(Note: Many of these statements are taken or adapted from the following resources)

v     Childbirth Connection’s Rights of Childbearing Women

v     BirthNetwork National’s Mission & Philosophy

v     Coalition for Improving Maternity Services’ Mother-Friendly Childbirth Initiative (MFCI)

 

My Personal and Professional Birth, Breastfeeding, and Advocacy Philosophy

 

Pregnancy, Birth, & Breastfeeding

1)     I believe that pregnancy and birth are normal, healthy processes and should not be treated as illness or disease.

2)     I believe women and babies have the inherent wisdom necessary for birth.

3)     I believe that pregnancy, birth, and the postpartum period are milestone events in the continuum of life that profoundly affect women, babies, fathers, and families, and have important and long-lasting effects on society.

4)     I believe that breastfeeding provides the optimum nourishment for newborns and infants which does NOT mean that I am not grateful for the advancements in artificial milk for those mothers and infants who truly require it.

5)     I believe that every woman has the right to virtually uninterrupted contact with her newborn from the moment of birth, as long as she and her baby are healthy and do not need care that requires separation.

6)     I believe that for the majority of women, VBAC (or vaginal birth after cesarean) is a safe option that should be available to all women in all birth settings who safely qualify.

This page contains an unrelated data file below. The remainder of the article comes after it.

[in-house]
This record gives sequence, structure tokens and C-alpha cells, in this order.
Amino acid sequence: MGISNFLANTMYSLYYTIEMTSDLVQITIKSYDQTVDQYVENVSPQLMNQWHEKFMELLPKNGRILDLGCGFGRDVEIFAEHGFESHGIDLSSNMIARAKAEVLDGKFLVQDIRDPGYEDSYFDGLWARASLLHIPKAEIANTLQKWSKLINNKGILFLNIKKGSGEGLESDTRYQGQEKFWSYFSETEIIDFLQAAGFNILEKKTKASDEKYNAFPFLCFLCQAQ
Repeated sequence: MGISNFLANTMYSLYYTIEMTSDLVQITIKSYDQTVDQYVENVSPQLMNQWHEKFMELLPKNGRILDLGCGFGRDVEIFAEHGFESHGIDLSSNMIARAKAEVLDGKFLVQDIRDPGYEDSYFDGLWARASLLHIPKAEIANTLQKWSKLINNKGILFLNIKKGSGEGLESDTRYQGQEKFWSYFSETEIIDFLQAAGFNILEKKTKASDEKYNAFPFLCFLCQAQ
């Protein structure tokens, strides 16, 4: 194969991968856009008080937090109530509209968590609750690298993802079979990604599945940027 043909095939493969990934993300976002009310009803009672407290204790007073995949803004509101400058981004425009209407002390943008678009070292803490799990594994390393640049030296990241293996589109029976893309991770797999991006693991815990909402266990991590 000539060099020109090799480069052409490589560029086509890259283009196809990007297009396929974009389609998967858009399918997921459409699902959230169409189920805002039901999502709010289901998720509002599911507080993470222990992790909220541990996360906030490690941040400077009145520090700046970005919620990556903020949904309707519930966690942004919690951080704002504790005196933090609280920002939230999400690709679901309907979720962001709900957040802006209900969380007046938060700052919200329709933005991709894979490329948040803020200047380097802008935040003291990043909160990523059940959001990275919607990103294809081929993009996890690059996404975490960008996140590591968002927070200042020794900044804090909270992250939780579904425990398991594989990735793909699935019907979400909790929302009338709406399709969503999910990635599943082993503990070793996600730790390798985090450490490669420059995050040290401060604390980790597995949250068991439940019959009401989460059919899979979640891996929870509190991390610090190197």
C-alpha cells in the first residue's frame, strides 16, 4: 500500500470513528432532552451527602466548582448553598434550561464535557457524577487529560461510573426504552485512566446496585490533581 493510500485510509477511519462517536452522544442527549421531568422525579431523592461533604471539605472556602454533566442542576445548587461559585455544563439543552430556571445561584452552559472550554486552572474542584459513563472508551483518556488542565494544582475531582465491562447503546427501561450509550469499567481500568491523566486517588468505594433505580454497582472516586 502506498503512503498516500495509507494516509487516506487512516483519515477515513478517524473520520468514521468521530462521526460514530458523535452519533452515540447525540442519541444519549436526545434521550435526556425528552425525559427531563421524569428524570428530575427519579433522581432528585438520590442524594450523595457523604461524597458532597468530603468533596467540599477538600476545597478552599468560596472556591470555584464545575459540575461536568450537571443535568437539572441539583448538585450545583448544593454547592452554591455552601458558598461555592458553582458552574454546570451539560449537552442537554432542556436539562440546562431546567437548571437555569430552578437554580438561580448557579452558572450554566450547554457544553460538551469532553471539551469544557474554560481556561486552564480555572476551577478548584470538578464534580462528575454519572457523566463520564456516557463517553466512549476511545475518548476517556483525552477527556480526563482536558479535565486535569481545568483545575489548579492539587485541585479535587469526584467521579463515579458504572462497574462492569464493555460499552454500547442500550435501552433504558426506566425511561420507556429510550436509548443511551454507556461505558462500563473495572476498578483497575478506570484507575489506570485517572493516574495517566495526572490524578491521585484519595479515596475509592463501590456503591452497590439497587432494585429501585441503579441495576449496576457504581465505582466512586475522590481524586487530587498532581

The Obstetric vs. Midwifery Model of Care

7)     I believe that uncomplicated, healthy pregnancies far outnumber pregnancies that have complications and hence, the technology and techniques utilized to maintain the safety of mother and baby in high risk pregnancies should not be automatically or routinely applied to low risk pregnancies.

8.)     I believe that the current maternity and newborn practices in the United States that contribute to high costs and inferior outcomes include the inappropriate application of technology and routine procedures that are not based on scientific evidence.

9)     I believe that although you cannot make blanket generalizations about the model of care that a birth attendant follows just by their credentials, typically speaking I believe OBGYNs tend to follow an obstetrics model of care while midwives tend to follow a midwifery model of care based on the very nature of their education.  After all, obstetricians are surgical specialists trained in the pathology of pregnancy and women’s reproductive organs.